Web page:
THE REGISTRATION period for applicants to the Baltimore School for the Arts closed last week, and from now until the third week in February, when auditions are held, some 500 kids and their parents will give themselves over to an agony of anticipation. The auditions will decide which lucky youngsters are admitted to the school, which draws students from across the city and beyond.
The arts school admits only about 90 freshmen each year. Though the faculty maintains a lookout for promising talents virtually year-round, the majority of kids who end up attending the school are auditioned in February.
Experience has taught the faculty that in three years it will graduate about 68 of those admitted next September. A number kids will be dismissed for various reasons -- for example, loss of interest or disruptiveness. Still, the school's dropout rate is virtually zero. So administrators know that by accepting 100 kids they'll likely fill the 90 places available, allowing for students who will change their minds between March and September.
In its early years, the School for the Arts could accept virtually everyone who showed signs of talent. It could afford to be unconcerned with numbers because the total enrollment was below 300 students -- less than one-tenth the size of the city's largest high schools.
In recent years, however, enrollment has climbed past 300, which is about the maximum the building and faculty can comfortably handle. So the school's four arts departments -- dance, music, theater and visual arts -- have become more selective during audition week.
For the hopeful youngsters who apply, auditions are an ordeal of uncertainty and frayed nerves. For the school staff, who must squeeze the process into a single week of frantic activity, auditions are a complicated balancing act. The staff knows that the hopes of hundreds of kids are riding on the decisions it makes, and no effort is spared to ensure fairness and accuracy in the judging.
Like other citywide schools, the arts school receives applications through the Baltimore City public schools placement office. It also receives applications from students in the counties, and from students in independent and parochial schools.
Some kids apply to more than one department -- theater and dance, for example, or dance and music. Each must be assigned an audition date and time; notices must be sent out, along with precise instructions regarding the audition requirements for each department.
By the time audition week arrives, school officials already have a pretty good idea of how many kids each department will accept.
The largest department is music, which has programs for both vocalists and instrumentalists. Many vocalists come without any prior musical training, so boys who can sing tenor, along with string players of every sort, are much in demand.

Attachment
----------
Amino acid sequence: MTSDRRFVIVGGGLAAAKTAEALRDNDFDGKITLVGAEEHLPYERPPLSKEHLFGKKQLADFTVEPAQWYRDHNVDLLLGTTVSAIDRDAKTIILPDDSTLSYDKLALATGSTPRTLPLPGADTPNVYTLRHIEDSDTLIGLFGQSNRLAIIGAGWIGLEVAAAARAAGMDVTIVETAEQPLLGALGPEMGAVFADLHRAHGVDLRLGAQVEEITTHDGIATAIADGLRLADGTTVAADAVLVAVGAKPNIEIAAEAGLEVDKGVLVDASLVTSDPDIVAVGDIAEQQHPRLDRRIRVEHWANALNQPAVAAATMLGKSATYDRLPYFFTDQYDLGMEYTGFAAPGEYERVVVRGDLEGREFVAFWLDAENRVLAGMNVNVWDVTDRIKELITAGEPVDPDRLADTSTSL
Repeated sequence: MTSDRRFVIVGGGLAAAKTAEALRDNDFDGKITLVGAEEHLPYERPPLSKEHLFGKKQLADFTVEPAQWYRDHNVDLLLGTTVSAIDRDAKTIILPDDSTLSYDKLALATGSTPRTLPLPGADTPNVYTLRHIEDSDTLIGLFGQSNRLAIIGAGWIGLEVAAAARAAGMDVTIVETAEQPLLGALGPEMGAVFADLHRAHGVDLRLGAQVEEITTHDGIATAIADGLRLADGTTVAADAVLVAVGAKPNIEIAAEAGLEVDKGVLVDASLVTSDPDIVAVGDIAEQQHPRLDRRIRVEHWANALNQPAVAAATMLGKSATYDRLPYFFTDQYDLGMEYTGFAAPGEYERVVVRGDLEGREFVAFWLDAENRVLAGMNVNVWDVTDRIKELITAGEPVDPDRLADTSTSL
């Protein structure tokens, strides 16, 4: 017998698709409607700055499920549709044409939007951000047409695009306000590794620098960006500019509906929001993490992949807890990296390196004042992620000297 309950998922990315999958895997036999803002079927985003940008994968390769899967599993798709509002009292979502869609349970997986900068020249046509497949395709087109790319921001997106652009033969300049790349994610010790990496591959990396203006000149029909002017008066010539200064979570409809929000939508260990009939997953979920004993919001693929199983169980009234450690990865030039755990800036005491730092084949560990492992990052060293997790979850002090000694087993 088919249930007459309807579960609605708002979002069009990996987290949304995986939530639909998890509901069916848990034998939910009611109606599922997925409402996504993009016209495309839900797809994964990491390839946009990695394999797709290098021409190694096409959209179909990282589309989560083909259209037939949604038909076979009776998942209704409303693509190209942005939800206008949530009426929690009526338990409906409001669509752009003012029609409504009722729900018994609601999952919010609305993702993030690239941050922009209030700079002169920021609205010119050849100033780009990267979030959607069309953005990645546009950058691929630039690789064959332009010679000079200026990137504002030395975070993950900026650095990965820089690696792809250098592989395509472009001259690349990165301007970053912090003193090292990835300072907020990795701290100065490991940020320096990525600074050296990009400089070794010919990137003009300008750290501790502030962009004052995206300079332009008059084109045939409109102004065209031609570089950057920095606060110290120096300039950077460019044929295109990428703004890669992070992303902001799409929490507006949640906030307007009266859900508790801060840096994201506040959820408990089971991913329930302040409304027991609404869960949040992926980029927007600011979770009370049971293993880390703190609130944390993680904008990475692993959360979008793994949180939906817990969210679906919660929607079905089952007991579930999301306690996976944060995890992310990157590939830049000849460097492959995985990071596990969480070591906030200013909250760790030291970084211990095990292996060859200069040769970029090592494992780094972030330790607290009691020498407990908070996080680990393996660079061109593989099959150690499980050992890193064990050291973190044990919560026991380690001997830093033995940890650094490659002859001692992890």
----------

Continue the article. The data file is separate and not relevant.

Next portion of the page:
Next come the theater and dance departments -- both nationally recognized training grounds for young Thespians and terpsichoreans. The theater department has grown larger in recent years because, in addition to its acting program, it also trains production majors. The dance department traditionally has been large because the school maintains its own ballet corps.
The remaining openings are allotted to the visual arts department.
On the appointed day, auditions begin early in the morning. All classes shut down during audition week to allow the faculty to devote its attention to the applicants. Every available space is crammed with would-be painters, actors, dancers, singers, musicians -- and their parents.
The audition committees for each department struggle to keep on schedule, and inevitably fall behind as the day wears on. Some kids are nervous, anxious, spaced-out by the stress; others manage an amazing aplomb in spite of botched lines, wrong notes and the stony countenances of the faculty jurors.
In this controlled chaos, the jurors rely on their years of experience as teachers and performers to make instant judgments regarding an applicant's talent. The staff knows what it's looking for. In the dance department, for example, jurors look for flexibility, coordination, presentation and musicality. Above all, they look for a certain energy -- a "fire in the eye," they call it -- that shows the dancer's motivation and commitment.
In the theater department, applicants are required to memorize a monologue, then do a workshop in which they demonstrate skills in improvisation, visualization and movement. Art department hopefuls bring portfolios of their work to discuss with faculty, then are assigned a design project to complete the audition.
Finally, aspiring music majors appear before the jury in the school's recital hall. Singers are asked to vocalize and sing pitches chosen by the jurors to test their innate musicality. Instrumentalists sight-read orchestral excerpts, sing back pitches and perform a prepared solo, with or without accompaniment.
All applicants are evaluated on a scale of 1 to 5, with 5 being the highest score. By Monday of the next week the staff has made its decisions and forwarded the results to the school department's central headquarters; about three weeks later, the school department notifies applicants whether they havebeen accepted or rejected.
For the lucky ones who get in, the notices often are the culmination of a lifelong dream. For those who don't, they can seem like death warrants. Often parents are more devastated than their children when the school says no. After the anguish of audition week, notice week is a time of cheers and tears, agony and ecstasy -- so much so that sometimes even the kids and their families themselves can hardly tell the difference between the two.